7. I have a love hate relationship with chronoscope expansions. They lack of focus always makes me not get them. I feel they would work better if it was broken down into encounters. Lets go through the 3 parts of the Chronoscope expansion and my thoughts on it. Part 1: Victorian Steampunk and Pulp: I absolutely love the figures. I really enjoy the variety of non combat pose and the detailed dresses. Santa doesn't really fit, but its Santa. Part 2: Post apocalypse and Lovecraft: First off, modern zombies. A good addition to the Reaper catalogue. But I am not interested in them, I would have preferred if they were victorian or more of a village folk (for modern settings it was part of a village festival or a folk group). Like the civilians, not really interested in the military ones. Still have no real use for them and the sculpts don't jump out to me (apart from the one that reminds me of Shaggy and the farmer) Super mutants, not really my jam. That one pose drawing his pistole is nice. Trailer, I don't do modern. Still there are a couple of fun ways this can be used. A good addition to the reaper catalogue. Lovecraft monsters: the devil one is nice. I really like it. The tentacles have a nice scenic base that works for both modern and victorian. But tentacle blob is not really my cup of tea. Part 3: Robots Don't like the half skeletons and half blocks design. But that is a personal preference. Large robots: prefer the more fluid design, but still not my cup of tea.
  8. Have fun with oils. They require some experimentation, but they are really nice for the finishing touches and/or speed painting (even if drying can take ages). No idea how they have a matt thinner (isn't it a medium or additive then? Thinner would just be some turpentine or mineral spirits?) Also ARGH, it's so easy to mix Caucasian skin! Why not buy actual colours such as Prussian Blue or Cobalt Teal Burnt Umber, Golden Ochre (or yellow ochre or any other yellow), Red Iron Oxide (burn siena or any other red) and Titanium White. Pretty much any combination of these will give you a certain part of the skin. If you already lick your lead miniatures you can also use the warmer version of Lead White (there are so many versions of lead white), some Alizarine Crimson (there are more lightfast alternatives) and some Burnt Umber or Green Earth for shadows.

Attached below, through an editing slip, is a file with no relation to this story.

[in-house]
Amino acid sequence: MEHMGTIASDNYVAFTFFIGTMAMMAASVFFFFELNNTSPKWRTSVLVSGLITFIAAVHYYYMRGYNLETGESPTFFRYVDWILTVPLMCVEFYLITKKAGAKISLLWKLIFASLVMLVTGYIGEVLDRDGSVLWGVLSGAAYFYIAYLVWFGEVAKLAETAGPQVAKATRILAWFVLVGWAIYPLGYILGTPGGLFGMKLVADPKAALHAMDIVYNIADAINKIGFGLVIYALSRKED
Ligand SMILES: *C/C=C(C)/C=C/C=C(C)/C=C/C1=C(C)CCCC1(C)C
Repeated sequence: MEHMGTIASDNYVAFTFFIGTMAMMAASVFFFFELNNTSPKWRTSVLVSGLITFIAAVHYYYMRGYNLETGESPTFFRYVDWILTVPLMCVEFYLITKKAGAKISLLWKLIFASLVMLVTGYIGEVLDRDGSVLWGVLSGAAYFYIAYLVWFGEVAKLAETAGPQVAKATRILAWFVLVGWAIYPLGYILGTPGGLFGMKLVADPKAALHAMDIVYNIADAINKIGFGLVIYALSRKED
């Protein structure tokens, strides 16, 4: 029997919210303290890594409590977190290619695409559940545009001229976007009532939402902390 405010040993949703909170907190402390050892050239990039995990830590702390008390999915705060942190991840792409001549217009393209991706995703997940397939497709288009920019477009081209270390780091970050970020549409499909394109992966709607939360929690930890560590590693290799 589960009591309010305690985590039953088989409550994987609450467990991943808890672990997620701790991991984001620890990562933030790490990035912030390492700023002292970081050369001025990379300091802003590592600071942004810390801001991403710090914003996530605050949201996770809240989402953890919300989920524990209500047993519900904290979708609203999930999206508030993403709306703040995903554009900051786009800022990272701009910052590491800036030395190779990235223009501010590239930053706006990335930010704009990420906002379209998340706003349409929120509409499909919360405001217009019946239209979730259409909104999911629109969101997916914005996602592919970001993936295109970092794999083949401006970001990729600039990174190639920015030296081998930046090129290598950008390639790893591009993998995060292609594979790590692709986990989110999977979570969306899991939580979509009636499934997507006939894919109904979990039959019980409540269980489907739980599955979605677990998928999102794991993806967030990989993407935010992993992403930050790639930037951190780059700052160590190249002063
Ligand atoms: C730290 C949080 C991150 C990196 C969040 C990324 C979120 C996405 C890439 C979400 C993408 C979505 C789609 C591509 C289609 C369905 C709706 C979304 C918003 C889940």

9. I am just coming here to complain, in the last month or so, I was able to check out the newer waves for Australia. And I noticed three things. First of all, they had some more interesting monster. Second, most of those monster were in a new price category and have a bigger box (even if they don't need it). Lastly: An early wave Troll (lets call it Troll 1) costs 10AUD. A newer Raging Troll costs 20AUD. They look nearly identical to me. Sure the arm position is different, but that is such an easy modification.
  10. Cries in Australian In other news I recently got issue 6 of Mortal Realms magazine (Freebie: Thorns of the Briar Queen) and the July issue of Wargames Illustrated (Freebie: winter germans). Got here a little late, but that is Australia.
  11. Well, now I am imagining the most beautiful face on that monstrosity. A dainty lady a with rosy cheeks.
  12. OSL: Object Source Lighting. Highlight and shadow the figure in such a way that it looks as if the light came from a object (in this case the lantern). There are a lot of videos about it (Vince Venturella , Doctor Faust Painting Clinic, James Wappel, Sorastro Painting, Kujo Painting). Now my personal opinion, you did a good job. The eyes are really good for a beginner. The area you should aim for improvement is contrast (shadows need to be darker and you can push highlights lighter).
  13. Yes they would, but I wanted to get them done as soon as possible. Overall, the problem I have with the two-handed sabre is not the weapon. It the position of his legs. They are really good for a wimpy goblin struggling to hold something up, except they don't look good as a unit. As a character, he is really good. As a rank a file, the sculpt is lacking flexibility. I remember some people complaining about this in some other hoard miniatures and me thinking that more character is better. Now I realise they were right.